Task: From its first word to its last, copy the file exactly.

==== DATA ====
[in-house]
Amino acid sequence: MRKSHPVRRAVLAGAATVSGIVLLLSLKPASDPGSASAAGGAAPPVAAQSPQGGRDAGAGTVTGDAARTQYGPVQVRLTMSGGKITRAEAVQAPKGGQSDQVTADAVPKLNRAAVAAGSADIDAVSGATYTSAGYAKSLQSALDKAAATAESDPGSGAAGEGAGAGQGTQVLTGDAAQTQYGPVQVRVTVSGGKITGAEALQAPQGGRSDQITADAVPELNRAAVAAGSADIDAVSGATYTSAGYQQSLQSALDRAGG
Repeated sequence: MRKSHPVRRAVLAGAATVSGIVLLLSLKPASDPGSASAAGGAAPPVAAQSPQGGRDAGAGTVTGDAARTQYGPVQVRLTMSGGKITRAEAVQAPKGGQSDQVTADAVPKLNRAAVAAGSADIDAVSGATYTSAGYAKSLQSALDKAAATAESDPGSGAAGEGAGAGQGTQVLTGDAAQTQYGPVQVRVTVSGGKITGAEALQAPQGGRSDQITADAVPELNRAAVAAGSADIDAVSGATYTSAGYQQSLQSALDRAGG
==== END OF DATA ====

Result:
[in-house]
Amino acid sequence: MRKSHPVRRAVLAGAATVSGIVLLLSLKPASDPGSASAAGGAAPPVAAQSPQGGRDAGAGTVTGDAARTQYGPVQVRLTMSGGKITRAEAVQAPKGGQSDQVTADAVPKLNRAAVAAGSADIDAVSGATYTSAGYAKSLQSALDKAAATAESDPGSGAAGEGAGAGQGTQVLTGDAAQTQYGPVQVRVTVSGGKITGAEALQAPQGGRSDQITADAVPELNRAAVAAGSADIDAVSGATYTSAGYQQSLQSALDRAGG
Repeated sequence: MRKSHPVRRAVLAGAATVSGIVLLLSLKPASDPGSASAAGGAAPPVAAQSPQGGRDAGAGTVTGDAARTQYGPVQVRLTMSGGKITRAEAVQAPKGGQSDQVTADAVPKLNRAAVAAGSADIDAVSGATYTSAGYAKSLQSALDKAAATAESDPGSGAAGEGAGAGQGTQVLTGDAAQTQYGPVQVRVTVSGGKITGAEALQAPQGGRSDQITADAVPELNRAAVAAGSADIDAVSGATYTSAGYQQSLQSALDRAGG